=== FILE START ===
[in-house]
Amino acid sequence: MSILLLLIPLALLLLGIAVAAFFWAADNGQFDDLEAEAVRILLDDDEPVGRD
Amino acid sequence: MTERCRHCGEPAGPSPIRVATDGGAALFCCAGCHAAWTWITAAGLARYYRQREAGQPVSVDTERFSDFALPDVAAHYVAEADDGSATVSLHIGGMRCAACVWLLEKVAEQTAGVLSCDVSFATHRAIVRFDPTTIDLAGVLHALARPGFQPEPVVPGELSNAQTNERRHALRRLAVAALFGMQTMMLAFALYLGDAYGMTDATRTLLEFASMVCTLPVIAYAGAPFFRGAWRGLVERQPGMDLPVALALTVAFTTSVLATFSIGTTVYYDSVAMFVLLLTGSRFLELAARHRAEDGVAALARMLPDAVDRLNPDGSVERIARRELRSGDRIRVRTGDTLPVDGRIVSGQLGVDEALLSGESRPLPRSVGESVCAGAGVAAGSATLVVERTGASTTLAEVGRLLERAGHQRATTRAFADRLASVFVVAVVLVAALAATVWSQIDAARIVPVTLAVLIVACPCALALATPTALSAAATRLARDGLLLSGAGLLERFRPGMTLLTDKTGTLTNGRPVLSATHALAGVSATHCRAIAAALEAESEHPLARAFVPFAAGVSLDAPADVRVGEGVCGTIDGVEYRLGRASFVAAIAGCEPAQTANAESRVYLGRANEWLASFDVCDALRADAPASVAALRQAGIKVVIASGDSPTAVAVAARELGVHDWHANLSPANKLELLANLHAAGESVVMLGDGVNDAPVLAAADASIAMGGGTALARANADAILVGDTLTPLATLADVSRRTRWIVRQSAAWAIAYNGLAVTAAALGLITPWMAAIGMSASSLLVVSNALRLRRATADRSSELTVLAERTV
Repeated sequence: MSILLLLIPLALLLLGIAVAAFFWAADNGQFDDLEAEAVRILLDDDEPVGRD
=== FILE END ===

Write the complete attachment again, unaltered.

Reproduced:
[in-house]
Amino acid sequence: MSILLLLIPLALLLLGIAVAAFFWAADNGQFDDLEAEAVRILLDDDEPVGRD
Amino acid sequence: MTERCRHCGEPAGPSPIRVATDGGAALFCCAGCHAAWTWITAAGLARYYRQREAGQPVSVDTERFSDFALPDVAAHYVAEADDGSATVSLHIGGMRCAACVWLLEKVAEQTAGVLSCDVSFATHRAIVRFDPTTIDLAGVLHALARPGFQPEPVVPGELSNAQTNERRHALRRLAVAALFGMQTMMLAFALYLGDAYGMTDATRTLLEFASMVCTLPVIAYAGAPFFRGAWRGLVERQPGMDLPVALALTVAFTTSVLATFSIGTTVYYDSVAMFVLLLTGSRFLELAARHRAEDGVAALARMLPDAVDRLNPDGSVERIARRELRSGDRIRVRTGDTLPVDGRIVSGQLGVDEALLSGESRPLPRSVGESVCAGAGVAAGSATLVVERTGASTTLAEVGRLLERAGHQRATTRAFADRLASVFVVAVVLVAALAATVWSQIDAARIVPVTLAVLIVACPCALALATPTALSAAATRLARDGLLLSGAGLLERFRPGMTLLTDKTGTLTNGRPVLSATHALAGVSATHCRAIAAALEAESEHPLARAFVPFAAGVSLDAPADVRVGEGVCGTIDGVEYRLGRASFVAAIAGCEPAQTANAESRVYLGRANEWLASFDVCDALRADAPASVAALRQAGIKVVIASGDSPTAVAVAARELGVHDWHANLSPANKLELLANLHAAGESVVMLGDGVNDAPVLAAADASIAMGGGTALARANADAILVGDTLTPLATLADVSRRTRWIVRQSAAWAIAYNGLAVTAAALGLITPWMAAIGMSASSLLVVSNALRLRRATADRSSELTVLAERTV
Repeated sequence: MSILLLLIPLALLLLGIAVAAFFWAADNGQFDDLEAEAVRILLDDDEPVGRD